My Car Quest

March 20, 2018

My Car Adventure – A Mercedes-Benz 280SL Roadster

More reader stories; this adventure began the day I bought a clean 1968 Mercedes-Benz 280SL roadster in dark metallic green…

by Bob Wachtel –

Sometime in mid 1973 I drove from Brooklyn, N.Y. with my first wife to the town of Haupague, N.Y. on Long Island to look at a 1968 Mercedes-Benz 280SL roadster.

I was especially interested in this particular car for it had a 4-speed manual transmission which is pretty rare. The car didn’t have A/C or the factory removable hardtop. It wasn’t in the beige paint that I was looking for but it had the Cognac interior that I wanted.

Mercedes-Benz 280SL Roadster

The owner was looking for $5,000 for it but I was willing to go as far as $4,500. This way if I decided to purchase after test driving it I would have around $1,500 to play with in getting A/C installed at a Mercedes-Benz dealership and enough left over to buy a second hand hardtop from someone I knew. You see, I had recently sold my 1966 AC 427 Cobra for $6200.

I figured the extra $1,500-$1,700 would cover those extra expenses including the repainting of the used hardtop. I got into the car with the owner and proceeded to drive it around and then took it for a brief spin on the Long Island Expressway. The car drove like a dream. It had nice power, the transmission shifted beautifully, the Becker radio worked perfectly and the car was very quiet.

There were no excessive engine or exhaust noises. The car was also rattle free and the interior was like new in addition to the paint being in superb condition. So……..I proceeded to buy the car for $4,500 cash. I got a bill of sale ready for him to sign, got his registration signed over to me and threw a spare set of plates on and began to drive back to Brooklyn with my wife following me.

The ride was extremely quiet and as I got halfway home I noticed the temperature gauge was starting to go towards the higher degrees on the dial. There was no gas station around so I pulled the car over to the side of the road onto the grass to pop open the hood.

On inspecting the engine compartment I realized that the fan belt had broken which caused the car to overheat. I waited a little while and then loosened the radiator cap to take off the excess pressure and left it in a loose position until I got home. I figured that by the time I’d get home the car would have a blown head gasket. Oh well, what can one do?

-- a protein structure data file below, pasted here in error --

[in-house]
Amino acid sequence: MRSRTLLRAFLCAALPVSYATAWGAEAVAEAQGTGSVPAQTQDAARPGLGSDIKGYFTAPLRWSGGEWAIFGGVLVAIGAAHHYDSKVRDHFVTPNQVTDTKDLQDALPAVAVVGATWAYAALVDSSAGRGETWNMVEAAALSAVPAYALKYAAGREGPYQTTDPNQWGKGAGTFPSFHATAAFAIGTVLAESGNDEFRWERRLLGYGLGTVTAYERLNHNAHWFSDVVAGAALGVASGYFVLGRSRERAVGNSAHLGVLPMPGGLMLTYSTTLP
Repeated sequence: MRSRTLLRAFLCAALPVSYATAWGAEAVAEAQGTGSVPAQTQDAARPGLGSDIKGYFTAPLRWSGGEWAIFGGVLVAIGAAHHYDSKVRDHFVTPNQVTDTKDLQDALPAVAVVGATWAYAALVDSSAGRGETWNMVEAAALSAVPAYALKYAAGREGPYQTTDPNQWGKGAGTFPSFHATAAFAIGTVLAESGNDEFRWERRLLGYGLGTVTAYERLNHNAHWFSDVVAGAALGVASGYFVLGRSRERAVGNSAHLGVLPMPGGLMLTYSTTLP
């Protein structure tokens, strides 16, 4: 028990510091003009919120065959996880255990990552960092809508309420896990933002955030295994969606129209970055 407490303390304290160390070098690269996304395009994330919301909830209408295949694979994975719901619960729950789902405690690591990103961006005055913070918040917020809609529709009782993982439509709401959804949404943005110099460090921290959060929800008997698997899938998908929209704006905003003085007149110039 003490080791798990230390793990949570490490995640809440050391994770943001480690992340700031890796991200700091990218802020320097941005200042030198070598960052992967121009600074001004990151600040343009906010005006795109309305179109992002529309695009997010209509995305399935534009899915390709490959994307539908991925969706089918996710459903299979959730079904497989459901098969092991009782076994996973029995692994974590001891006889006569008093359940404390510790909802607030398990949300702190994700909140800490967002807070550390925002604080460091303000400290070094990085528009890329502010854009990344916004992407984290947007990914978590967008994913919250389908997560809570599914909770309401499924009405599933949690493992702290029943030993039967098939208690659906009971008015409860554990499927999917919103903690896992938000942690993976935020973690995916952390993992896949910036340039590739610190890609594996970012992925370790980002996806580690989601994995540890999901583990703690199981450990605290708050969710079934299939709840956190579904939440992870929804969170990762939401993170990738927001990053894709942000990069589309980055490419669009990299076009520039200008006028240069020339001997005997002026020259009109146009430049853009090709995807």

The first thing next morning I would throw on a new fan belt, top off the cooling system with fresh water and coolant and drive the car directly to a Mercedes-Benz dealership on Coney Island Ave. by the name of White Wing Motors. When I arrived there I told the service manager that I was aware of the blown head gasket for water was coming out of my exhaust pipes and the car was still overheating. I told him to pull the head off the engine and replace the head gasket and as long as they were working on the engine they could set up a factory A/C setup as close to it coming out of the factory.

Mercedes-Benz 280SL Roadster

Well we agreed on a total price of $2,250 for the entire job. They proceeded to take various things apart for both jobs to be performed. I dropped by a week later and saw parts all over the area where the car was being worked on. It was a mess. A week after that I passed by again to find out that nothing had changed with the exception of being told that the dealership had gone out of business. What a dilemma!

The next thing I did was to contact the Mercedes-Benz of North America dealership in Manhattan off the West Side Highway and tell them of my existing situation. They agreed to pick up the car from where it was along with all the disconnected parts and finish the job at their location. They asked for an additional $250 for transporting the car and its loose parts from Brooklyn to Manhattan.

All the work was completed in 3 weeks. I had to borrow $750 from my Dad to be able to pay the invoice’s extra costs for all the work. I then took the subway into the city to pick up the car. Driving home on the West Side Highway I noticed the engine was overheating and the radiator was also leaking which it never did before. I got off the highway and got some water from a nearby gas station and then went back to where I had just picked the car up from.